THE number of young people not in education, work or training has plunged nearly 40 per cent since 2012, it has emerged.

New figures from Worcestershire County Council reveals how the slow but upward economic recovery is helping more 16-25 year-olds find a purpose.

In December, the last time the figures were calculated, 523 people were classed as NEETS in the county - those not in education, employment or training.

Exactly one year before that date it was784 and in December 2011 it was 859, when the economy was in turmoil, meaning it has fallen 39 per cent in two years, The data also comes amid the surge in apprenticeships - in 2011 just 2,590 people got onto a scheme but it climbed to more than 6,000 last year, a record high.

Your Worcester News 100 in 100 campaign, which called on 100 employers to take on at least one apprentice each and power past that target, helped boost the tally.

The plight of young people was debated during a full council meeting, where some politicians said the authority has a huge role to play in boosting it further.

Councillor Simon Geraghty, deputy leader and the cabinet member for economy, skills and infrastructure said: "The number of NEETS are recorded on a monthly basis and should only be taken as a snap shot in time, but if you take December's figures, the last month for which they are available, it does show they have come down recently."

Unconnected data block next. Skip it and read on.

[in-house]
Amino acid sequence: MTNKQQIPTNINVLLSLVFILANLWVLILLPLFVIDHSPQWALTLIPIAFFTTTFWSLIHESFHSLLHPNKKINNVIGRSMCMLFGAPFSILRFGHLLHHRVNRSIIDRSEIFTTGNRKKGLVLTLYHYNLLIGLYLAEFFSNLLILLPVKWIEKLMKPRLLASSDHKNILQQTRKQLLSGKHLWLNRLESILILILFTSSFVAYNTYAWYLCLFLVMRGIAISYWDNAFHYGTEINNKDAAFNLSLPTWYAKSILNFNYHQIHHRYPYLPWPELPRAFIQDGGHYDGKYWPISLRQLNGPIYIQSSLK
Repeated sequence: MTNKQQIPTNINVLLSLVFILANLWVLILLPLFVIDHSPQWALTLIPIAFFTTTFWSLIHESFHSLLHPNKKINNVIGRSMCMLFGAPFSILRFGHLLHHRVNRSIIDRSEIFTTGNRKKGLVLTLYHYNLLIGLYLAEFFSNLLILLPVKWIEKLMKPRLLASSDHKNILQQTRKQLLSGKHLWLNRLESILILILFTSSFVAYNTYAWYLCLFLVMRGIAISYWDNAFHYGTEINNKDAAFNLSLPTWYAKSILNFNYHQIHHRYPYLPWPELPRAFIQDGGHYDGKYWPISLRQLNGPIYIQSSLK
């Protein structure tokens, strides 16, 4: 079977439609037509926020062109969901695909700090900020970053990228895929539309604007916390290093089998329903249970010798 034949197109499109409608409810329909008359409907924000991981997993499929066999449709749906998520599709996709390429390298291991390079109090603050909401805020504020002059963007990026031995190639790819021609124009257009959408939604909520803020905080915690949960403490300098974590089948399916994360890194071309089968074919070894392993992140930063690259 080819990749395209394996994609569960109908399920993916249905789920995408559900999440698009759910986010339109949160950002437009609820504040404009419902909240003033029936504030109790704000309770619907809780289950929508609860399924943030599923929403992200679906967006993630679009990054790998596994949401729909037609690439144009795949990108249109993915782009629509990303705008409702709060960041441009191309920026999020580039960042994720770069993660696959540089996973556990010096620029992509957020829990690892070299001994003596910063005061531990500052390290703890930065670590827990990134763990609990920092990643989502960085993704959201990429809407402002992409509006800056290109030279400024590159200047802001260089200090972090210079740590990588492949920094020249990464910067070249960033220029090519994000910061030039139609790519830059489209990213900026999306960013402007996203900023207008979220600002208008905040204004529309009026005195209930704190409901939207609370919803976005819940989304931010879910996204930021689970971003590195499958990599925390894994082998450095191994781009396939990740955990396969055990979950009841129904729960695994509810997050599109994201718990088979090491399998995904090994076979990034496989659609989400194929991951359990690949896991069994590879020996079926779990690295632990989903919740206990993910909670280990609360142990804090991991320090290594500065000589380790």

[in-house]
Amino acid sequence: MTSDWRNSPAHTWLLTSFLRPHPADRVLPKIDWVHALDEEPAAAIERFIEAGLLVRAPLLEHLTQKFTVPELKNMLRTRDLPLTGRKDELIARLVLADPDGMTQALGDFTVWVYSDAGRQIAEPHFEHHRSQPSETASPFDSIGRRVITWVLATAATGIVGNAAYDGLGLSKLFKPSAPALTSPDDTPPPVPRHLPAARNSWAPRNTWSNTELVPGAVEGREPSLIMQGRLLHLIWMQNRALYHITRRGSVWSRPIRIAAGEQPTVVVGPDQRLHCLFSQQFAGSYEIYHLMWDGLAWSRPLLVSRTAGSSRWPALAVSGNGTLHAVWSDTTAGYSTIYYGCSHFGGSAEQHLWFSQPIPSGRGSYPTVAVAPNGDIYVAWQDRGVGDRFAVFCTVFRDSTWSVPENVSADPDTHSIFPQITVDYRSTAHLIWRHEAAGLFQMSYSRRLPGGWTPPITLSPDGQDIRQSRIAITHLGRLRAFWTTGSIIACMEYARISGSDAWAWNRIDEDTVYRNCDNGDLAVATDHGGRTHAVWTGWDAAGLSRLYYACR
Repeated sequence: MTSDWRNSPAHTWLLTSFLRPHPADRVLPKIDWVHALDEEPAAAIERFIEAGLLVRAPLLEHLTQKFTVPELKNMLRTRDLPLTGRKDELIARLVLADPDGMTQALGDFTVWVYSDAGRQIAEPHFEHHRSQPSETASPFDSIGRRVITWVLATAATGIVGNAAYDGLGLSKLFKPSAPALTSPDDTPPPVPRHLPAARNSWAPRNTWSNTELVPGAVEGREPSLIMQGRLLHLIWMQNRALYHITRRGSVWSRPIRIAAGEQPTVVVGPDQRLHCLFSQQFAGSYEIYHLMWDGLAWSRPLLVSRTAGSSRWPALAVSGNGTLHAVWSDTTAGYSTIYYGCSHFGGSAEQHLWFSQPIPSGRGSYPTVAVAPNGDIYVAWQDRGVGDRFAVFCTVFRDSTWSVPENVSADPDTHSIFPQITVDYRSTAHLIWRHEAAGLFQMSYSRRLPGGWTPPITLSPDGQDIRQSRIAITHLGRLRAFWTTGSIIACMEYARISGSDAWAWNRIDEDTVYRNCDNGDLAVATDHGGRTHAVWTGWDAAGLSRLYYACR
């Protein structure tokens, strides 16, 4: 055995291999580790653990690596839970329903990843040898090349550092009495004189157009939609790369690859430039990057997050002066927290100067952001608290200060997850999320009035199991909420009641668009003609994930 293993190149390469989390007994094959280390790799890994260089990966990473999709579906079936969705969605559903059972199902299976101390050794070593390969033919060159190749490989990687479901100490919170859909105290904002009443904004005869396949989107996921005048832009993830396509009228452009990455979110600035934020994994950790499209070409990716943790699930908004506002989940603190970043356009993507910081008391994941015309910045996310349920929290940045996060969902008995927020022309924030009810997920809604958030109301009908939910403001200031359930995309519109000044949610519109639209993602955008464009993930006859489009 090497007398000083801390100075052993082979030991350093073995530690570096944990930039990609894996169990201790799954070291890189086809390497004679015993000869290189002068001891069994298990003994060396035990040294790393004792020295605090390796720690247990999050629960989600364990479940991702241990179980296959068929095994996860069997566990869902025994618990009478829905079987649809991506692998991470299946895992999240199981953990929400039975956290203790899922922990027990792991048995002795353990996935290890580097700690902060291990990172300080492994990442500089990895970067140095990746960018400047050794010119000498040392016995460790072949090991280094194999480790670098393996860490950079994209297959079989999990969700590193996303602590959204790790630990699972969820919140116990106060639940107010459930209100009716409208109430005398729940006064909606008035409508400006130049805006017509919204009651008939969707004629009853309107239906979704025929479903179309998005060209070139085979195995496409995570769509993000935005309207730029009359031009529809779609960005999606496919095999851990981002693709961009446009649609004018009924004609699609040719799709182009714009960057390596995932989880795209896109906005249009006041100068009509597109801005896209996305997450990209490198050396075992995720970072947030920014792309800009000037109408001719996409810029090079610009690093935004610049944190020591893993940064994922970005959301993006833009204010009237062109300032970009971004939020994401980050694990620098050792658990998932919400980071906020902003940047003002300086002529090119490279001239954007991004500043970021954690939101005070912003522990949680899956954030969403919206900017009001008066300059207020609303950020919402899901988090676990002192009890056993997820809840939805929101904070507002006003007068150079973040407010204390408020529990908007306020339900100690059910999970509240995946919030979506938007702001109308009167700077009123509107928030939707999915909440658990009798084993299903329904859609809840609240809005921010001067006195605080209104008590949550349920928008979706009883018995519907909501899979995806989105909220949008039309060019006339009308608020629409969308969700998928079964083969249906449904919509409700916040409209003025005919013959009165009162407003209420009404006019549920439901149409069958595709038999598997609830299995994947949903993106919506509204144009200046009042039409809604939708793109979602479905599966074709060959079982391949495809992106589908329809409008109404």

Councillor Peter McDonald, Labour group leader, said: "Whether it's 800 or 500, do you not agree that too many young people are disappearing off the face of the earth in Worcestershire?"

Cllr Geraghty replied: "I agree we need to do more as a council and help as much as we can - every young person is someone we want to help.

"But there will always be people in that category, for whatever reason.

"While we always want to see it lower, it is falling."

The county council is exploring the possibility of setting up 'employment hubs' in Worcestershire, located at strategic sites in Worcestershire, to supplement what is already on offer in traditional job centres.

It would include areas like Worcester and Kidderminster, and alert young people to new training and job opportunities, as well as advice.

It also plans to boost traineeships at County Hall, and continue to invest in its talent match scheme, which matches young people up with good employers.